On my most recent trip to North Carolina, I had an hour and half long conversation with a mystery pitmaster at Stamey’s BBQ who turned out to be no less of an luminary than Charles Stamey himself. Charles Stamey is the grandson of the father of Lexington-style Carolina BBQ Warner Stamey and is the father of current Stamey empire head Charles (Chip) Stamey. I obviously didn’t record the conversation but we had but had some time to think through our conversation. So I’m focusing more on my reflections for the conversation rather than the conversation itself.
To see a retired gentleman shovel embers into the pits while there were much younger men surrounding us prompted the question – what are you doing here? The answer was that he was trying something new. Now it’s hard to imagine what new aspect he was working through after manning the pits for so long. Or as he puts it “took what he learned the first day and try not to screw it up for 38 years”.
I’m imagining that much of the innovation he was seeking has been the same as many of his generation have been seeking for a while. That is, how does one preserve the old tradition of cooking barbecue with embers while still maintaining or increasing margins. My clue to this was his interest in a pit I was working on inspired by my teacher Ed Mitchell. How does one create a way of cooking old school barbecue and be able to reduce labor costs?
This style of thinking is pretty common amongst the old generation pitmasters. Growing up in the shadow of World War II, the mark of true intelligence was to maximize efficiency. How can we streamline processes, reduce costs, eliminate redundancies. You see Private Equity financiers take this to it’s ultimate morphology in modern leveraged buyouts of mature industries. This was necessary because barbecue has been a cheap product for a long long time. To give you an idea, it costs me $6.19 for a LARGE barbecue plate with slaw and hush puppies. My meal for lunch today at McDonald’s will cost no less than $8. Think about that for moment. It will cost me MORE money to get a mass produced, frozen fried patty with fries than a plate of chopped pork shoulders slowly roasted over wood embers overnight. What is shocking is that when people will squawk at the price of BBQ if it rose to $8 and yet see no issue with spending that much at the McDonald’s drive through.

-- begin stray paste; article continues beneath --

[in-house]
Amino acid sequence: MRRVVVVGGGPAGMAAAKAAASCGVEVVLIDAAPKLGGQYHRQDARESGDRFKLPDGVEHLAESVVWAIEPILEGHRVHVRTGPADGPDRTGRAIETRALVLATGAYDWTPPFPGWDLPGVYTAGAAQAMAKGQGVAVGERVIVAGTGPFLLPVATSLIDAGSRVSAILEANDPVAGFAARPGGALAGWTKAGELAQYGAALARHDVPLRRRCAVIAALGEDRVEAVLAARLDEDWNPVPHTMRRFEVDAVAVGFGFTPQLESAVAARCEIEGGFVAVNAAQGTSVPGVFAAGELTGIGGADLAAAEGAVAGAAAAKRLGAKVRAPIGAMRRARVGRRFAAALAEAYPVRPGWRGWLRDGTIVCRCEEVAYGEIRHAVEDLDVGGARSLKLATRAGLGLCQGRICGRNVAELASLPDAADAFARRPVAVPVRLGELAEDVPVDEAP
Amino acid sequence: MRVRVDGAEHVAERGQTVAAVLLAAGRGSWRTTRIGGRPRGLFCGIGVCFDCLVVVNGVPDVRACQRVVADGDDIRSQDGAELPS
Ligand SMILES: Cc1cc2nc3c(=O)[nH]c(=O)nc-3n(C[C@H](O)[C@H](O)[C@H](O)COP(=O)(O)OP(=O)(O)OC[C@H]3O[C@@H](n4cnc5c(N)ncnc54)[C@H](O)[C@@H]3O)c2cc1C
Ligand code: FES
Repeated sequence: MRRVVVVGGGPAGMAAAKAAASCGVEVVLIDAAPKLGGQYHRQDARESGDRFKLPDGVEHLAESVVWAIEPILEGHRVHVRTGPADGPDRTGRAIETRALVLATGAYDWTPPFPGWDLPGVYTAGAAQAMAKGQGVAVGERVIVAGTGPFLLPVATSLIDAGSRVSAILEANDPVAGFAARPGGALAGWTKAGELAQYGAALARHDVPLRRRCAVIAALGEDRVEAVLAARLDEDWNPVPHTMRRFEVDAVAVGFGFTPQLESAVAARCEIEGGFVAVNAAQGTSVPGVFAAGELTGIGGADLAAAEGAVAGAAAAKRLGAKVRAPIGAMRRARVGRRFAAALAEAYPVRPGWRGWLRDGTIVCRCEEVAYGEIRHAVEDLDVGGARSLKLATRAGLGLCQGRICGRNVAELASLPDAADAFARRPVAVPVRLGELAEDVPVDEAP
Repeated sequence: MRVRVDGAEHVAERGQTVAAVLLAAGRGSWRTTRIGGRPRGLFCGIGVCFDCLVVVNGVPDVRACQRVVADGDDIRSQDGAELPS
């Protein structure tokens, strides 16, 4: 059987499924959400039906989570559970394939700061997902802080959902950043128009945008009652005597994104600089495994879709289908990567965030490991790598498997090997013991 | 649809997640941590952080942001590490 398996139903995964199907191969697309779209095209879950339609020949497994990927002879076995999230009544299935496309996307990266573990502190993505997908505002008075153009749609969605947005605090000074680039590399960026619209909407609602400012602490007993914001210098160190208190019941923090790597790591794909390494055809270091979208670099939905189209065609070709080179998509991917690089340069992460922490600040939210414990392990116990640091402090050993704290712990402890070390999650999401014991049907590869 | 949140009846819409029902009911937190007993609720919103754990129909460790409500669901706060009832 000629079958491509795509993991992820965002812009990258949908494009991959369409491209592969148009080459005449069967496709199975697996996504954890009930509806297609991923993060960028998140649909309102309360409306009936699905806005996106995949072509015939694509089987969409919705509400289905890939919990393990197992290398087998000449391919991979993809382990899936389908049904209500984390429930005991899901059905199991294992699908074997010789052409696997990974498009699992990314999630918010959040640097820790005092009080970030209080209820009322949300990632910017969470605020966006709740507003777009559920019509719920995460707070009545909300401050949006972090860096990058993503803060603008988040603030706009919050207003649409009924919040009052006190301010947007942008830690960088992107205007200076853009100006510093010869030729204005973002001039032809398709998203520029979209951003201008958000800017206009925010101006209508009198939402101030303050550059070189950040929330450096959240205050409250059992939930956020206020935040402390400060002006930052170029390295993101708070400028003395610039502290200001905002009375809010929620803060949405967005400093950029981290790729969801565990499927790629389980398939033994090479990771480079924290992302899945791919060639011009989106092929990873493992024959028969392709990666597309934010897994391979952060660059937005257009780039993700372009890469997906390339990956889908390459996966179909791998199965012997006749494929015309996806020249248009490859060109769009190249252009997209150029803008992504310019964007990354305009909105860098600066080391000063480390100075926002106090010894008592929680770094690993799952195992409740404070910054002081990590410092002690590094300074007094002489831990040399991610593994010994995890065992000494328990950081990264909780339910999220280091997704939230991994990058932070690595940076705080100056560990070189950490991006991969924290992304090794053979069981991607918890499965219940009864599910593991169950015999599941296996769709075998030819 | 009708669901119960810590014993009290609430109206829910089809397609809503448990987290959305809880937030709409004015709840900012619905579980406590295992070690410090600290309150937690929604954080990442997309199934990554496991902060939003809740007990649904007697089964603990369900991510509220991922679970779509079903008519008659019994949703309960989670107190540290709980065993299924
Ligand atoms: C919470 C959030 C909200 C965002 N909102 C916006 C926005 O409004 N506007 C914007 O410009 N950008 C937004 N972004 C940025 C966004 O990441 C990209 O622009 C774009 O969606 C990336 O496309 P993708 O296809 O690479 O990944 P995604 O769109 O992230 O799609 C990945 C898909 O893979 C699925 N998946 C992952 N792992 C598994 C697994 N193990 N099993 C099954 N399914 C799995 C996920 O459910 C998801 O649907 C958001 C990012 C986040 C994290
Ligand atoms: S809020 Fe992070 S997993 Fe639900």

So much of the innovation to increase margins lie largely with people’s perception of BBQ. BBQ for many people is fast food, akin to Kentucky Fried Chicken. The innovations of efficiencies have lead many older pitmasters to head the way of the gas powered smoker. Ovens which roast the meats with a tiny branch of wood for flavor. Where once people BBQ’ed with logs, many have moved to chips.
The challenge for current generation is the sell the fact that barbecue is an artisanal product. Where on the artisanal product spectrum it should sit is extremely difficult to gauge. Smoked pig is woven deep in South Eastern American life, people in North Carolina eat it once or twice a week. So it isn’t in some upper crust spectrum like rare cheeses or fine wines. Somewhere long the craft beer industry is where I see modern BBQ going. For the longest time, barbecue seemed to have been competing with the Burger Kings and Applebees of the world and it’s a losing battle. These national firms are the best at what they do. To play in the market with gas smokers will forever be a losing proposition. They have stronger economies of scale, massive buying power, and global brand recognition. It would be akin to someone entering the beer market by offering bland generic fizzy yellow beer and competing with Budweiser.
The last generation of pitmasters were not only master cooks. They were exemplars of operational efficiencies. This way of thinking though will not save old school barbecue. To compete in this world on price will always be race to the bottom. The people of the world are seeking value over price. People easily pay over $4 for a coffee drink which is close to 70% of my lunch at Stamey’s. This generation of today’s pitmasters need to innovate, not to increase margins, but to sell the public on the value of meat cooked by hand over an evening’s worth of all wood embers.